Webaroo founders Brad Husick and Rakesh Mathur started their new company two years ago with a bold idea: what if you could surf the Web without being connected to the Internet?
I profile the company today, with Husick saying "it was sort of a strange, audacious, crazy question to ask." Webaroo works by scouring thousands of Web sites and then storing the most relevant ones on a mobile computer's hard drive. That means a person could read their favorite Web sites wherever they wander -- a flight to Tokyo, a London hotel or a dog sledding vacation in northern Alaska.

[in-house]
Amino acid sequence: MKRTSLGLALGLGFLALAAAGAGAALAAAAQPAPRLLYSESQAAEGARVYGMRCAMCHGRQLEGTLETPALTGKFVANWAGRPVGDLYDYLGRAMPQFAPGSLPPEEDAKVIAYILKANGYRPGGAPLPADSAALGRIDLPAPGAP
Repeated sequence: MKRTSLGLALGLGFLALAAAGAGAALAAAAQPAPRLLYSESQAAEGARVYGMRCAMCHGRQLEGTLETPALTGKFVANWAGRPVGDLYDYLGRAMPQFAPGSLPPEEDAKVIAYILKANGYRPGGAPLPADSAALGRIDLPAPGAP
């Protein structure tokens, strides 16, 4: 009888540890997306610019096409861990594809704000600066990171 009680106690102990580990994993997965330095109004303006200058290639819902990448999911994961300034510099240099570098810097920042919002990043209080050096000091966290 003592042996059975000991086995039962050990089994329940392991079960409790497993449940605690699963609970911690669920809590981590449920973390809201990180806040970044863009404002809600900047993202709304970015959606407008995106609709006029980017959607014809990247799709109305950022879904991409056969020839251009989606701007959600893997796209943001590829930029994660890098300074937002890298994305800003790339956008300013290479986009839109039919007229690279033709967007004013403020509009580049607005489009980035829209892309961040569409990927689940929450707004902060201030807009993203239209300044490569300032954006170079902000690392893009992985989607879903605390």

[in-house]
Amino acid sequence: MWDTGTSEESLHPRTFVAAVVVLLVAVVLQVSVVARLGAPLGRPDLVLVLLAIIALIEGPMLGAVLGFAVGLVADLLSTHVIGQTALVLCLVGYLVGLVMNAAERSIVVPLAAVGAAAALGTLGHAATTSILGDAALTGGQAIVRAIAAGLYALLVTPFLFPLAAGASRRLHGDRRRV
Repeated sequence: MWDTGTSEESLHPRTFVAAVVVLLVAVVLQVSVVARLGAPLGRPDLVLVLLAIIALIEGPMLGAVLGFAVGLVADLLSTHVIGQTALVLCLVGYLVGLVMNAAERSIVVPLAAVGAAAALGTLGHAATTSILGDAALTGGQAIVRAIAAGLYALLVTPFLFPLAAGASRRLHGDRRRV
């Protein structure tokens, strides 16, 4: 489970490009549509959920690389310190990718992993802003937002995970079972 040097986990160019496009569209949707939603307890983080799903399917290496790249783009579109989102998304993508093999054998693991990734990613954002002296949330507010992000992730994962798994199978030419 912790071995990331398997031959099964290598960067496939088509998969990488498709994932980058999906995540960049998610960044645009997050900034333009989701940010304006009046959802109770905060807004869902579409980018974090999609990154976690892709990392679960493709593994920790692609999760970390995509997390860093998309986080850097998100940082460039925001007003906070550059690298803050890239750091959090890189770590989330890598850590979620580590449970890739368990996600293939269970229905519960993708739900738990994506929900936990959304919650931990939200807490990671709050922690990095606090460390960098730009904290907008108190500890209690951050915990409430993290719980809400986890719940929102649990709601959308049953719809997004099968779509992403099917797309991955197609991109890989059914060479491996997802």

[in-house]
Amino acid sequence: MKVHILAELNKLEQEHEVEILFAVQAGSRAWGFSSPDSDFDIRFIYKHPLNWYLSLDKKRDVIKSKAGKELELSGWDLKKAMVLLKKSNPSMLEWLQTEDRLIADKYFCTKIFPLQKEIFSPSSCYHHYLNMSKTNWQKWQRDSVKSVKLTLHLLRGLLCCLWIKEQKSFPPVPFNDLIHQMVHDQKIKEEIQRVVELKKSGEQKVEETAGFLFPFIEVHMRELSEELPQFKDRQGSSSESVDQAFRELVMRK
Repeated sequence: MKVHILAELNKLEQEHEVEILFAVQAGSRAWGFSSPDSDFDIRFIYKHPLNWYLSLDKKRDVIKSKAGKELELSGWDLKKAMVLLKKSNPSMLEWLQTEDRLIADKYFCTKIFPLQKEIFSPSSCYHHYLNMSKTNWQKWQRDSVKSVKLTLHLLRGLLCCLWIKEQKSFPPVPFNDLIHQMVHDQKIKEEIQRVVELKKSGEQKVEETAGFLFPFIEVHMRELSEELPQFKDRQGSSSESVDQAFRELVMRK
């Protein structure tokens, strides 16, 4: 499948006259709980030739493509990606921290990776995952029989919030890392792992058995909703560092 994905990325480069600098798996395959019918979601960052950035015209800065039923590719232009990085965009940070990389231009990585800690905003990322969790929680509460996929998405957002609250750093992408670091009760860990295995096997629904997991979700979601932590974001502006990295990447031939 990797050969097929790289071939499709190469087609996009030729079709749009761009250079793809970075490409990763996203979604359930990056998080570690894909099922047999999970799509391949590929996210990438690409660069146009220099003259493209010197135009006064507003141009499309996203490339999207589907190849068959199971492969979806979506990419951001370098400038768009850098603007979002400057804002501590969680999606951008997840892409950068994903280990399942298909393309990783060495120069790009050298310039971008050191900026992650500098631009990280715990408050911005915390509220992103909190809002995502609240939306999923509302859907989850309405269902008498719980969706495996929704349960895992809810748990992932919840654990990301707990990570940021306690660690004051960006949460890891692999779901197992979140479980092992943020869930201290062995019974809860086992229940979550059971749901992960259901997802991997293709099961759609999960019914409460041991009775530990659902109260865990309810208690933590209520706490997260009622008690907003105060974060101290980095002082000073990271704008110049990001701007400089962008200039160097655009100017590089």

As I point out in today's story, Webaroo does have some limitations. Because users are not connected to the Internet, there is no way to receive real-time information like stock quotes or buy goods from e-commerce providers. It also does not have the ability at this time to store online video -- one of the more intriguing applications.
The Bellevue company -- whose founders previously started Junglee, NetGravity and eLance -- has generated plenty of attention in its first day. See The New York Times, BBC News and The Times of London.